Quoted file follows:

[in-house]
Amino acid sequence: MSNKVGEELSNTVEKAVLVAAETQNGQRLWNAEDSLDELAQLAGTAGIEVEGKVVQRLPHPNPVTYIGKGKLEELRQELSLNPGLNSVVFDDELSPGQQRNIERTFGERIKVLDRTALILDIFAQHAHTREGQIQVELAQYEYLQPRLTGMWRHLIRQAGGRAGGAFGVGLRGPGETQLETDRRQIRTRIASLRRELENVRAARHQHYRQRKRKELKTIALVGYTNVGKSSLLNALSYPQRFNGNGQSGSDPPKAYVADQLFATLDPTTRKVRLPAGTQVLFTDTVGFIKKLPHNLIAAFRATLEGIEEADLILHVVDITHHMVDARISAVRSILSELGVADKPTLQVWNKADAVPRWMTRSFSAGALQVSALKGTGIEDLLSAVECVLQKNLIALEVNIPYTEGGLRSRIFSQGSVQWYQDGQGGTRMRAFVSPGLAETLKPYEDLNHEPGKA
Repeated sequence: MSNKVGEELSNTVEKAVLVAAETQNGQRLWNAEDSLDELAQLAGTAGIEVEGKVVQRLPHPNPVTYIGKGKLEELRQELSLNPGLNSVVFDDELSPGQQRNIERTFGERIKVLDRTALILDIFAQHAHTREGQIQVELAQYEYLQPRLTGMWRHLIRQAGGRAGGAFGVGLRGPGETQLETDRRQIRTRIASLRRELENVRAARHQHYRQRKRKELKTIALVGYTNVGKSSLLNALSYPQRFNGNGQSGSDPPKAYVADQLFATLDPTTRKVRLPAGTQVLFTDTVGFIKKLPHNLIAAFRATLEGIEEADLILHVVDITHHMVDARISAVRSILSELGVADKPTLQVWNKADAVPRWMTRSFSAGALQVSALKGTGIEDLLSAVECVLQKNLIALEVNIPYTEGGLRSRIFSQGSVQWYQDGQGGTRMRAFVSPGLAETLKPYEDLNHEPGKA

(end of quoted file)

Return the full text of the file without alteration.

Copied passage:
[in-house]
Amino acid sequence: MSNKVGEELSNTVEKAVLVAAETQNGQRLWNAEDSLDELAQLAGTAGIEVEGKVVQRLPHPNPVTYIGKGKLEELRQELSLNPGLNSVVFDDELSPGQQRNIERTFGERIKVLDRTALILDIFAQHAHTREGQIQVELAQYEYLQPRLTGMWRHLIRQAGGRAGGAFGVGLRGPGETQLETDRRQIRTRIASLRRELENVRAARHQHYRQRKRKELKTIALVGYTNVGKSSLLNALSYPQRFNGNGQSGSDPPKAYVADQLFATLDPTTRKVRLPAGTQVLFTDTVGFIKKLPHNLIAAFRATLEGIEEADLILHVVDITHHMVDARISAVRSILSELGVADKPTLQVWNKADAVPRWMTRSFSAGALQVSALKGTGIEDLLSAVECVLQKNLIALEVNIPYTEGGLRSRIFSQGSVQWYQDGQGGTRMRAFVSPGLAETLKPYEDLNHEPGKA
Repeated sequence: MSNKVGEELSNTVEKAVLVAAETQNGQRLWNAEDSLDELAQLAGTAGIEVEGKVVQRLPHPNPVTYIGKGKLEELRQELSLNPGLNSVVFDDELSPGQQRNIERTFGERIKVLDRTALILDIFAQHAHTREGQIQVELAQYEYLQPRLTGMWRHLIRQAGGRAGGAFGVGLRGPGETQLETDRRQIRTRIASLRRELENVRAARHQHYRQRKRKELKTIALVGYTNVGKSSLLNALSYPQRFNGNGQSGSDPPKAYVADQLFATLDPTTRKVRLPAGTQVLFTDTVGFIKKLPHNLIAAFRATLEGIEEADLILHVVDITHHMVDARISAVRSILSELGVADKPTLQVWNKADAVPRWMTRSFSAGALQVSALKGTGIEDLLSAVECVLQKNLIALEVNIPYTEGGLRSRIFSQGSVQWYQDGQGGTRMRAFVSPGLAETLKPYEDLNHEPGKA